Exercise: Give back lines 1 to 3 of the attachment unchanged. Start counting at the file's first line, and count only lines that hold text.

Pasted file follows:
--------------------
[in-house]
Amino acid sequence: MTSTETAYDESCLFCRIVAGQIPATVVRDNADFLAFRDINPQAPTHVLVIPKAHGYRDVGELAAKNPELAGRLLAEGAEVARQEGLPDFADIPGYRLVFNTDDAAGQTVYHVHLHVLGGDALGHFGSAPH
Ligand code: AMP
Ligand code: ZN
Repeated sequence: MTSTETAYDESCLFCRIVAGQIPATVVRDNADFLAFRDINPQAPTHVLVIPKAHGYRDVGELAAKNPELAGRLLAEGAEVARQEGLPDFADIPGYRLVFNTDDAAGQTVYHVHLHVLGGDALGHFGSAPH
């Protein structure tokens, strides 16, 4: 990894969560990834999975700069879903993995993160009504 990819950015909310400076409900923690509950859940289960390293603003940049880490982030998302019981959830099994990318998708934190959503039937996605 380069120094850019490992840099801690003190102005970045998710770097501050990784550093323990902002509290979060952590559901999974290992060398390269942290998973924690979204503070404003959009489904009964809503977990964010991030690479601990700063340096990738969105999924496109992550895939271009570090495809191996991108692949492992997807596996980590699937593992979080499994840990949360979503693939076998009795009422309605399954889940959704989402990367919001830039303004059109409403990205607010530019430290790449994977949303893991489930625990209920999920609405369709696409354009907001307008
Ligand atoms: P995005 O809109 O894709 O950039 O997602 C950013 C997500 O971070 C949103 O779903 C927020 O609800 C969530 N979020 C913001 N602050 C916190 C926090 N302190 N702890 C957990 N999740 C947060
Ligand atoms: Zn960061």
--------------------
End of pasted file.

[in-house]
Amino acid sequence: MTSTETAYDESCLFCRIVAGQIPATVVRDNADFLAFRDINPQAPTHVLVIPKAHGYRDVGELAAKNPELAGRLLAEGAEVARQEGLPDFADIPGYRLVFNTDDAAGQTVYHVHLHVLGGDALGHFGSAPH
Ligand code: AMP